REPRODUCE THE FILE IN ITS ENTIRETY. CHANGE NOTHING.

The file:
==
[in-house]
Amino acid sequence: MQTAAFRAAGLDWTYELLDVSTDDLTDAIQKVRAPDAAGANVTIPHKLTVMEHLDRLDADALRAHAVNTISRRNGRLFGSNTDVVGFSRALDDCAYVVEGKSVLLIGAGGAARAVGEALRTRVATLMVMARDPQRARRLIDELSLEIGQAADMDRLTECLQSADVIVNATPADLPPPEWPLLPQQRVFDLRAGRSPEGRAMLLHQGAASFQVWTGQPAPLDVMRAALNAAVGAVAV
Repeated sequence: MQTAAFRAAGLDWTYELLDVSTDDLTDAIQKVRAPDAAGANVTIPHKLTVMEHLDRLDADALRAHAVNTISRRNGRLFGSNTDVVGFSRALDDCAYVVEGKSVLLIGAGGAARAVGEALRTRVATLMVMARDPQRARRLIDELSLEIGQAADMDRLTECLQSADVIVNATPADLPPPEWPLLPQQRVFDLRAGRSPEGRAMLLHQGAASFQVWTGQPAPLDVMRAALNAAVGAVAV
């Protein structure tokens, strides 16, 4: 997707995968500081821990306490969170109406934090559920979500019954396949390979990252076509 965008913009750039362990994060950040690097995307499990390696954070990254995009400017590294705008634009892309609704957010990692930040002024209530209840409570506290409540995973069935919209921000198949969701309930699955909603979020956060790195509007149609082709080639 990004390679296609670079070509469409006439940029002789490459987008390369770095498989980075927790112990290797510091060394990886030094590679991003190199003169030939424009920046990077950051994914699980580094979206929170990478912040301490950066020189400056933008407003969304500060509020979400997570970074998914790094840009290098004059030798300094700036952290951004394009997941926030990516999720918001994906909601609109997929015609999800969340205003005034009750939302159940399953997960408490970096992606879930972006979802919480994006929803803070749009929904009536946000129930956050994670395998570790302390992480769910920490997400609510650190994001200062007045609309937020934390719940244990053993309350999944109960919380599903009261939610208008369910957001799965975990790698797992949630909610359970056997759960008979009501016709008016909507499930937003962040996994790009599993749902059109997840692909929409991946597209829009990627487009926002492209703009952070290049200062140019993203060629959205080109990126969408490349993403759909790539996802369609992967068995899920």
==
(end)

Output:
[in-house]
Amino acid sequence: MQTAAFRAAGLDWTYELLDVSTDDLTDAIQKVRAPDAAGANVTIPHKLTVMEHLDRLDADALRAHAVNTISRRNGRLFGSNTDVVGFSRALDDCAYVVEGKSVLLIGAGGAARAVGEALRTRVATLMVMARDPQRARRLIDELSLEIGQAADMDRLTECLQSADVIVNATPADLPPPEWPLLPQQRVFDLRAGRSPEGRAMLLHQGAASFQVWTGQPAPLDVMRAALNAAVGAVAV
Repeated sequence: MQTAAFRAAGLDWTYELLDVSTDDLTDAIQKVRAPDAAGANVTIPHKLTVMEHLDRLDADALRAHAVNTISRRNGRLFGSNTDVVGFSRALDDCAYVVEGKSVLLIGAGGAARAVGEALRTRVATLMVMARDPQRARRLIDELSLEIGQAADMDRLTECLQSADVIVNATPADLPPPEWPLLPQQRVFDLRAGRSPEGRAMLLHQGAASFQVWTGQPAPLDVMRAALNAAVGAVAV
């Protein structure tokens, strides 16, 4: 997707995968500081821990306490969170109406934090559920979500019954396949390979990252076509 965008913009750039362990994060950040690097995307499990390696954070990254995009400017590294705008634009892309609704957010990692930040002024209530209840409570506290409540995973069935919209921000198949969701309930699955909603979020956060790195509007149609082709080639 990004390679296609670079070509469409006439940029002789490459987008390369770095498989980075927790112990290797510091060394990886030094590679991003190199003169030939424009920046990077950051994914699980580094979206929170990478912040301490950066020189400056933008407003969304500060509020979400997570970074998914790094840009290098004059030798300094700036952290951004394009997941926030990516999720918001994906909601609109997929015609999800969340205003005034009750939302159940399953997960408490970096992606879930972006979802919480994006929803803070749009929904009536946000129930956050994670395998570790302390992480769910920490997400609510650190994001200062007045609309937020934390719940244990053993309350999944109960919380599903009261939610208008369910957001799965975990790698797992949630909610359970056997759960008979009501016709008016909507499930937003962040996994790009599993749902059109997840692909929409991946597209829009990627487009926002492209703009952070290049200062140019993203060629959205080109990126969408490349993403759909790539996802369609992967068995899920």